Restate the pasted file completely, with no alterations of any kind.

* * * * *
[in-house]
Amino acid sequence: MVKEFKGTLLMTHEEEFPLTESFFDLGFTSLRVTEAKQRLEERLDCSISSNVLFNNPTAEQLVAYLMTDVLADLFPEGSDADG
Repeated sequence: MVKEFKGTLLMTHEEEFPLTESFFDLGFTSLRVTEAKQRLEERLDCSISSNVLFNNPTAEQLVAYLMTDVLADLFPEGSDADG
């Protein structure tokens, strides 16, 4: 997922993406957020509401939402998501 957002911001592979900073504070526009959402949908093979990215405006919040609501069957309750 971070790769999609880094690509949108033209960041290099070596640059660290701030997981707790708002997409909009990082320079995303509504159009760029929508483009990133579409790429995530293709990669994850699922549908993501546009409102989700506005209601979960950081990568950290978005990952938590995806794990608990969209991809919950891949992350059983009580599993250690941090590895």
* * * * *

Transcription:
[in-house]
Amino acid sequence: MVKEFKGTLLMTHEEEFPLTESFFDLGFTSLRVTEAKQRLEERLDCSISSNVLFNNPTAEQLVAYLMTDVLADLFPEGSDADG
Repeated sequence: MVKEFKGTLLMTHEEEFPLTESFFDLGFTSLRVTEAKQRLEERLDCSISSNVLFNNPTAEQLVAYLMTDVLADLFPEGSDADG
């Protein structure tokens, strides 16, 4: 997922993406957020509401939402998501 957002911001592979900073504070526009959402949908093979990215405006919040609501069957309750 971070790769999609880094690509949108033209960041290099070596640059660290701030997981707790708002997409909009990082320079995303509504159009760029929508483009990133579409790429995530293709990669994850699922549908993501546009409102989700506005209601979960950081990568950290978005990952938590995806794990608990969209991809919950891949992350059983009580599993250690941090590895």